What bothers me is how every teacher needs to create a unique lesson plan for their grade – when that could be done once (and for a level and not a grade) and then shared. And then with technology – oh boy. That’s really got to be a threat to the establishment.

    Sadly, schools are too often daylight warehouses for children and young adults.

    Sorry this was long! But it struck a nerve.

    Guy

    Reply
  2. Harold Jarche

    Thanks for sharing your experience, Guy.

    I also received a comment from Steve Woodruff @swoodruff on Twitter, that is more critical than my definition: << "knowledge-sharing" may be too generous. How about "inflexible information imposition? >>

    Reply
  3. Charles Jennings

    I like your succinct definition, Harold.

    An alternative might be…….

    A ‘curriculum’ is the lead weight that is tied to the legs of all those who aspire to knowing more about themselves, their world and life itself. Those who suffer the torture of the ‘curriculum’ have, invariably, previously been bound tightly with ‘courses’ and ‘programmes’. The combination of these three antiquated tools of torture sucks most aspiration, and often life itself, out of 99% of those to whom they are applied..

    Charles 🙂

    Reply
  4. Karyn Romeis

    Oh well said, that man! Let me share an extreme example of the tyranny of which you speak.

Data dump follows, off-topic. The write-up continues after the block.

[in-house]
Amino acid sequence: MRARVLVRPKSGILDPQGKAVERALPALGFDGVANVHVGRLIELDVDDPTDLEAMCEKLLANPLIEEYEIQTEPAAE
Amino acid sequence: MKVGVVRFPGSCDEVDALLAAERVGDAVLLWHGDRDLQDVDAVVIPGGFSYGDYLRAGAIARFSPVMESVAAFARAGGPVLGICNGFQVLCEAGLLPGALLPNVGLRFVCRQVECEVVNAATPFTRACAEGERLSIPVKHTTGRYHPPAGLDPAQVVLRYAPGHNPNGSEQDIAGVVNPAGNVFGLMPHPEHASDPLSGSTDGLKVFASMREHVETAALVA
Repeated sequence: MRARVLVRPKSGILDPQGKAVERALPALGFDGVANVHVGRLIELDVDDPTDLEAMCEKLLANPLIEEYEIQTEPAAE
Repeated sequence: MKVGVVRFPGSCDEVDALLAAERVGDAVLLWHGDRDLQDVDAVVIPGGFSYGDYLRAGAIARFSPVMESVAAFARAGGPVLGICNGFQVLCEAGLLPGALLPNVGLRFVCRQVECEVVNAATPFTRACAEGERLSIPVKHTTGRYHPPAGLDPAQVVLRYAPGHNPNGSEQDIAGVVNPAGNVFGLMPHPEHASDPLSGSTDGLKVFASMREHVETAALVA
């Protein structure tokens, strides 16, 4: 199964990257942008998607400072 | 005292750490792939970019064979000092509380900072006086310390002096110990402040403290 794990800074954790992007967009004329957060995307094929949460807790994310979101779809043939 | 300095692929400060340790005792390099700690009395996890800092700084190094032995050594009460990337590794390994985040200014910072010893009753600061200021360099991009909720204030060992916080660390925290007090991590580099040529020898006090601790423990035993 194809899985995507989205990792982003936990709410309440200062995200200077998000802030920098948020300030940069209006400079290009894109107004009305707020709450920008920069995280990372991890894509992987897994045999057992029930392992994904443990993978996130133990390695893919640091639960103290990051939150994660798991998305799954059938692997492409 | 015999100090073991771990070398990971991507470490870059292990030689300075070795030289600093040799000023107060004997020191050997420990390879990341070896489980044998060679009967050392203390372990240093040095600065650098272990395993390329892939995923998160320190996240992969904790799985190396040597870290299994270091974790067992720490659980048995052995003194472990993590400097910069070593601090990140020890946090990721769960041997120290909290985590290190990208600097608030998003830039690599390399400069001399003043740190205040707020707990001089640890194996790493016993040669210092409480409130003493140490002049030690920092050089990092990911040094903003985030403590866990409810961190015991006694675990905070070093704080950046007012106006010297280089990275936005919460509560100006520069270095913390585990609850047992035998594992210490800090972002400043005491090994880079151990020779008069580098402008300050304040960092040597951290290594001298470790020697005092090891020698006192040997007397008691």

I know a woman who is the head of a primary school for special needs kids. She used to have the flexibility to adapt the curriculum based on the competencies of the child. So each child pretty much had a personalised learning plan. This has been changed. So kids who simply will not ever be able to understand the concept of numbers and values are forced to sit through X hours of numeracy every week, while the subjects they really need to focus, like life skills, or really enjoy (say art, for argument’s sake) are either severely restricted or absent altogether.

    We can be politically correct and say that we must give every child equal opportunity to achieve yadda yadda, but if a child has a physical anomaly, or a developmental ‘defect’ (for want of a less perjorative word), there are some things they simply can’t do. A blind child cannot see colours. A child in a wheelchair cannot pole vault.

    Why is it such a bad thing to take realistic stock of what such a child’s limitations are and develop a plan that allows them to achieve, rather than setting him up to fail?

    Just like your son, I used to have to fight with teachers who gave no quarter when homework hadn’t been done because I had gone straight from a netball match out onto the stage to play Beatrice (Much Ado). I simply told them I was focusing on the aspects of my education that were important to me. To them, extra-curricular = non-educational. Error! Error! Error!

    Reply
  5. Harold Jarche

    I must say that for most part, in our experience, the teachers try to be flexible. The major constraint is the dogmatic system (curriculum) itself.

    Reply
  6. Joe

    Are you talking about curriculum (what they are teaching) or are you really talking about lack of a variety of instructional activities to accomplish the curriculum as well as the lack of differentiated instruction to challenge your child.

    Reply
  7. Harold Jarche